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U.S. Senate Panel Postpones Vote On Magnitsky Bill

  • Richard Solash

Russian opposition leader Boris Nemtsov holds a portrait of Sergei Magnitsky as he protests against police lawlessness in front of the Interior Ministry in Moscow in March.

Russian opposition leader Boris Nemtsov holds a portrait of Sergei Magnitsky as he protests against police lawlessness in front of the Interior Ministry in Moscow in March.

WASHINGTON -- A key U.S. Senate panel has postponed its vote on a bill that seeks to sanction Russian officials connected to the prison death of Russian lawyer Sergei Magnitsky.

The Senate Foreign Relations Committee was scheduled to vote on June 19 on the "Sergei Magnitsky Rule of Law Accountability Act," before a committee lawmaker requested a last-minute delay.

A committee spokesperson told RFE/RL, "As a result of this request, and consistent with long-standing committee practice regarding holdovers, there will not be a vote on the Magnitsky bill at today's business meeting."

RFE/RL later confirmed that Senator Jim Webb (Democrat-Virginia) had requested the delay. A spokesperson from his office said, "Senator Webb supports the premise of the Magnitsky Act, but has concerns about some of the language in the current draft and has asked that the bill be held over so that he can more closely examine it."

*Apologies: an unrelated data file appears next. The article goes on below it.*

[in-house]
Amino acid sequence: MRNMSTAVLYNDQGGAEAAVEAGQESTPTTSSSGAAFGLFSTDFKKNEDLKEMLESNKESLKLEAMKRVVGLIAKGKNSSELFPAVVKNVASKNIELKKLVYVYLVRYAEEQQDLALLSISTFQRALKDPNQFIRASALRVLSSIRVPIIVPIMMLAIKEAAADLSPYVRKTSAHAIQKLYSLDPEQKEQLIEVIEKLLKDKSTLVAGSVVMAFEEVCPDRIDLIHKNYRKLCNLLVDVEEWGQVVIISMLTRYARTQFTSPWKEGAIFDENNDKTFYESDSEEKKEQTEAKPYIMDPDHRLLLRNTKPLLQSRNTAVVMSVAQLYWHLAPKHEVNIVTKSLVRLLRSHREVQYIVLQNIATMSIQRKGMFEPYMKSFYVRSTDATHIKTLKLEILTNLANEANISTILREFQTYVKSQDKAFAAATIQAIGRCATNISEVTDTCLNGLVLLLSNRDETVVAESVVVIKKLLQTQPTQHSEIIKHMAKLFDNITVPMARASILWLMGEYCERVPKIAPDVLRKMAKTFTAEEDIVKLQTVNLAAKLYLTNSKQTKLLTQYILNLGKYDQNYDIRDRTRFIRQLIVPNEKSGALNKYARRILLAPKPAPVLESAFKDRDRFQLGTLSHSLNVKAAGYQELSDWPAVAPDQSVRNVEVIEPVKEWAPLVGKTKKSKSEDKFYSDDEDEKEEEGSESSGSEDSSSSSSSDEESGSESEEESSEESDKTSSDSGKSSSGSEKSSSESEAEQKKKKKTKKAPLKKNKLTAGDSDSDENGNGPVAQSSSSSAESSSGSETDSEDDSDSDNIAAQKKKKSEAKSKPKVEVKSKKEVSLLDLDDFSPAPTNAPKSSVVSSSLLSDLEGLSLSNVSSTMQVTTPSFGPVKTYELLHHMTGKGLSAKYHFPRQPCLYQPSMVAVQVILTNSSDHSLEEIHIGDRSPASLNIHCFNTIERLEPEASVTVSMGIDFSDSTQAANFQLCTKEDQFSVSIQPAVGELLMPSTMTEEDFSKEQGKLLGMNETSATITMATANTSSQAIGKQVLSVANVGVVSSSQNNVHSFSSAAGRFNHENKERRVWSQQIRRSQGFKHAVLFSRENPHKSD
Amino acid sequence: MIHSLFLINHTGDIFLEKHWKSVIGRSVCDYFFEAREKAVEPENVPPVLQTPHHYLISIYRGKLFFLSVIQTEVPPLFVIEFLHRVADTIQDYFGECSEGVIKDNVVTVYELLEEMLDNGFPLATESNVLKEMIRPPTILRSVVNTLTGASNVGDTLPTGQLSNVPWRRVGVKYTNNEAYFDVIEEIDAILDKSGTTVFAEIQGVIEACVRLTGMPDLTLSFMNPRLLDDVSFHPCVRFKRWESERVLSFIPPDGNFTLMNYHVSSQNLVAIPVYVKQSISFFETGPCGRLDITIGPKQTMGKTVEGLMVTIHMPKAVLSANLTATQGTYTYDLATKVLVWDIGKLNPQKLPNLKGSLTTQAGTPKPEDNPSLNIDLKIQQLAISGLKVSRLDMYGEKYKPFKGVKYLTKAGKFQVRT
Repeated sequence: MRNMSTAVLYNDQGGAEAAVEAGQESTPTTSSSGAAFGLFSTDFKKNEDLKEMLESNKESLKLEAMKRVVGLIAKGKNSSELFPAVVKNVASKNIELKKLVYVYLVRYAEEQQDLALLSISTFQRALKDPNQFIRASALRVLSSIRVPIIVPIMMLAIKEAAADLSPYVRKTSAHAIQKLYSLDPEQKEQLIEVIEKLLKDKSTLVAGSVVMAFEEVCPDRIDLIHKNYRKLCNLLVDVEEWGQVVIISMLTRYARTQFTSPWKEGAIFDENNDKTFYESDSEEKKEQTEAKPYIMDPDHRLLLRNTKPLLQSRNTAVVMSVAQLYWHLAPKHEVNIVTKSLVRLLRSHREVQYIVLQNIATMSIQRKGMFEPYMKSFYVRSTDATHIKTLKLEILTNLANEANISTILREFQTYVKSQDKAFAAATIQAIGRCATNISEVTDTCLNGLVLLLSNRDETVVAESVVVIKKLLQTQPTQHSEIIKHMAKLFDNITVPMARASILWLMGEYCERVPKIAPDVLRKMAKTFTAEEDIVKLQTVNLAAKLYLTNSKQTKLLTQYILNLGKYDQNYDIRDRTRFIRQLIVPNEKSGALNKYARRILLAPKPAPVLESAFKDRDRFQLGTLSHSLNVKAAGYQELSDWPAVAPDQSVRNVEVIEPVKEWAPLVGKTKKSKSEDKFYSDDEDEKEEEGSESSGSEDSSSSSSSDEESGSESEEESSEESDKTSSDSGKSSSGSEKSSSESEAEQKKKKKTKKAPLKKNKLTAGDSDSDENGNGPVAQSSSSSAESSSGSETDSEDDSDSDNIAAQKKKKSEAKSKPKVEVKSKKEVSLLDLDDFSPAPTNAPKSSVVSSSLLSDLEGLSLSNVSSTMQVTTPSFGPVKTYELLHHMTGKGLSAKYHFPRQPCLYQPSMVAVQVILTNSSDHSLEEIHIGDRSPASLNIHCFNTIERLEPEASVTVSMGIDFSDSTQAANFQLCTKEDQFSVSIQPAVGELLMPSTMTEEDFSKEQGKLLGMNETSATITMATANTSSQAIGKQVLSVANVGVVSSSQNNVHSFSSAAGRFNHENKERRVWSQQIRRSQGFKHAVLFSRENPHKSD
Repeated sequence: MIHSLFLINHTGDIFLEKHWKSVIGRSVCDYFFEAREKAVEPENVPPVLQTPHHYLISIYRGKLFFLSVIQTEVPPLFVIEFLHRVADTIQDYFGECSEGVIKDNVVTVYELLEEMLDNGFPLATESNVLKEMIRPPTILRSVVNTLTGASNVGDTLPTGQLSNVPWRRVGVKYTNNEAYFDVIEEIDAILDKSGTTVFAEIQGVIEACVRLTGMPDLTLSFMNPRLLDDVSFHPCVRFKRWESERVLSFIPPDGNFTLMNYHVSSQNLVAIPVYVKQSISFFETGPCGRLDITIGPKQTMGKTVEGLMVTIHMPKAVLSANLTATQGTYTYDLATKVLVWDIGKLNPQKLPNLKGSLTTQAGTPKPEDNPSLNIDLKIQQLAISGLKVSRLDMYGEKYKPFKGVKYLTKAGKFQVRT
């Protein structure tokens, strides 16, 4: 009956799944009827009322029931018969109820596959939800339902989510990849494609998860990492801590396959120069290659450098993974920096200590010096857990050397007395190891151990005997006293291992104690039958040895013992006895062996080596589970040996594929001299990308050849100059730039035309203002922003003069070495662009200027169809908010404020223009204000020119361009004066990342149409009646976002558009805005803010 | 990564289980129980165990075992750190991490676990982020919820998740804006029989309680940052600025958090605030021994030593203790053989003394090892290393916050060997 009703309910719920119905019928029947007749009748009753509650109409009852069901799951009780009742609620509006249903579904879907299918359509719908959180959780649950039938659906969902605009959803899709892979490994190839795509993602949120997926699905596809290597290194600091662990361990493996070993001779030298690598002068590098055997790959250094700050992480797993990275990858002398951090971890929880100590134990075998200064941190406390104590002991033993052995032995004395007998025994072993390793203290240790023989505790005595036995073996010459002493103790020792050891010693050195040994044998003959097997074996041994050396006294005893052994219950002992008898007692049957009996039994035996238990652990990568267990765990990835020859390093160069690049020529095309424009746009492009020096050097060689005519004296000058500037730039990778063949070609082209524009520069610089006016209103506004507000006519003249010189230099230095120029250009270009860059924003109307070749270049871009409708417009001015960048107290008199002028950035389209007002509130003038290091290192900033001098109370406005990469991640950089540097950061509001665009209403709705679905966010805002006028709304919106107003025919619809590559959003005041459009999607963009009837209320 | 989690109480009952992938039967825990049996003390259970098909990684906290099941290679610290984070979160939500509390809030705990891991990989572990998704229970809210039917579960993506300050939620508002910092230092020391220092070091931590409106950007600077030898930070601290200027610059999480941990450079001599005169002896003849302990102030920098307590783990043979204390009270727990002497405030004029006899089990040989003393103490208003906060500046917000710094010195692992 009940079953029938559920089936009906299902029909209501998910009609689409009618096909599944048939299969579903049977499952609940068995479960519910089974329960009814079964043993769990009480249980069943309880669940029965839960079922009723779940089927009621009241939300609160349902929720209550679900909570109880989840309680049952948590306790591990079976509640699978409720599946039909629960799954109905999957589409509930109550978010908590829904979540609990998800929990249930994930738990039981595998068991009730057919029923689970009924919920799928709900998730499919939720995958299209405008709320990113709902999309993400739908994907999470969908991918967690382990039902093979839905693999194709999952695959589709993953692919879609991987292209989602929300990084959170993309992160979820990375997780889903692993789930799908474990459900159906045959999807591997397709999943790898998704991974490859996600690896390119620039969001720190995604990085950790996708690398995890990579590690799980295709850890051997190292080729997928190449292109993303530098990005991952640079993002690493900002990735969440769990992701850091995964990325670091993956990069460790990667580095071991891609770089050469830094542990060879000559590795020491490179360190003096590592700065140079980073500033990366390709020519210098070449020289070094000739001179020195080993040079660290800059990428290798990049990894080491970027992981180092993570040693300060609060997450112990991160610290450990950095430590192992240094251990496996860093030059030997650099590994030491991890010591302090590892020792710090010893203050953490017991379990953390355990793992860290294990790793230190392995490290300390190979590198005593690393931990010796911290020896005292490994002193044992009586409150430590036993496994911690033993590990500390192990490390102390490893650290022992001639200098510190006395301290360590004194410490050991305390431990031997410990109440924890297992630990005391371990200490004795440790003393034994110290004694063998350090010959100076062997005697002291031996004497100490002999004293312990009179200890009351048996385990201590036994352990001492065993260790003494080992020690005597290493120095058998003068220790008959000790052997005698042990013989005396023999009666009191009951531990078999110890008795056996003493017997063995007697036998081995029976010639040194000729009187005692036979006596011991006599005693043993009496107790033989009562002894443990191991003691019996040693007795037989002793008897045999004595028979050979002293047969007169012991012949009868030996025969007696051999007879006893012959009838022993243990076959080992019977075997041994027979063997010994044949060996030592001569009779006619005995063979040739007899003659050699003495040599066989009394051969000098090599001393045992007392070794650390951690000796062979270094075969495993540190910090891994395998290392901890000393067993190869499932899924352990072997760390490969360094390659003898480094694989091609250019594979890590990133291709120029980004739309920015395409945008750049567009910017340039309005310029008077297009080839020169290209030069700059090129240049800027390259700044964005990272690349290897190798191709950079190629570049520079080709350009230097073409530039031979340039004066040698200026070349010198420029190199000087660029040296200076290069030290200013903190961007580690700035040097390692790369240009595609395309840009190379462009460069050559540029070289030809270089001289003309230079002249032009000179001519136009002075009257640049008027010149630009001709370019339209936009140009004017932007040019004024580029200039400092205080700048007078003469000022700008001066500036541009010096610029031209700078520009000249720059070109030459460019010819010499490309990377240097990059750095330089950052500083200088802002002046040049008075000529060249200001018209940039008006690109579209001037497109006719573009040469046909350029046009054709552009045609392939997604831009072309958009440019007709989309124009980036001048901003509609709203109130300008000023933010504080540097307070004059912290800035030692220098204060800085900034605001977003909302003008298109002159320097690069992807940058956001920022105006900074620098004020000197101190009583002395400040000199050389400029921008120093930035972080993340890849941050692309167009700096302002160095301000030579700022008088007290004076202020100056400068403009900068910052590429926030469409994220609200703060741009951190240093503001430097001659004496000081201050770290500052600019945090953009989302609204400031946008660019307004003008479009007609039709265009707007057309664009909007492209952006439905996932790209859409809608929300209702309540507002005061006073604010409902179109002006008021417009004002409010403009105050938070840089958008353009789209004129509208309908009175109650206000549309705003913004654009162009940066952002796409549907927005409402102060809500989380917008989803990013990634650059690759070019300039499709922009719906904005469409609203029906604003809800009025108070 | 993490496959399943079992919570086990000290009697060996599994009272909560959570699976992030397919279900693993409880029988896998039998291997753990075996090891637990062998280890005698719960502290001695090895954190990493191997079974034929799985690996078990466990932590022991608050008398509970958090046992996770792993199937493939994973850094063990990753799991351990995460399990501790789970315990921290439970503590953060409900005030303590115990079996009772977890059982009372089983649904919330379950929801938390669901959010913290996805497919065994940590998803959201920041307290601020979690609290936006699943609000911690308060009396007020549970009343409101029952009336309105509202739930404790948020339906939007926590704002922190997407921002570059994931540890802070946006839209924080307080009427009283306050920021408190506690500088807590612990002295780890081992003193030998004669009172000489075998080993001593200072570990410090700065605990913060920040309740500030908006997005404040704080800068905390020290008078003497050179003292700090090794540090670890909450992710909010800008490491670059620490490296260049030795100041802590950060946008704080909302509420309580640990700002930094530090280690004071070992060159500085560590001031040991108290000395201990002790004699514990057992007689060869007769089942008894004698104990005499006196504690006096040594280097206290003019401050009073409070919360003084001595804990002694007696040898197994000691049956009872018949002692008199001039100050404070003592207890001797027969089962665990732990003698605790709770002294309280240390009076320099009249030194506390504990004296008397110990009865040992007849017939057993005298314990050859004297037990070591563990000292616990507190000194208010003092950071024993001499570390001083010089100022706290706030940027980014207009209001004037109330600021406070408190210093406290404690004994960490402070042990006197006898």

A new date for the vote has not yet been determined.

Passage in the committee was considered the greatest hurdle to the legislation, which calls for visa bans and asset freezes for officials involved in gross human rights violations, but was crafted specifically in response to Magnitsky's 2009 death.

He had implicated top officials in a massive scheme to defraud the Russian government before he was arrested.

His case has become an international symbol of Russia's rule-of-law failings.

A similar bill was approved last week in a U.S. House of Representatives committee.

Russia has warned the U.S. measure could threaten bilateral ties and the administration of President Barack Obama has publicly opposed it.

On June 18, on the eve of the scheduled vote, Obama met President Vladimir Putin for the first time since the Russian leader's reelection.

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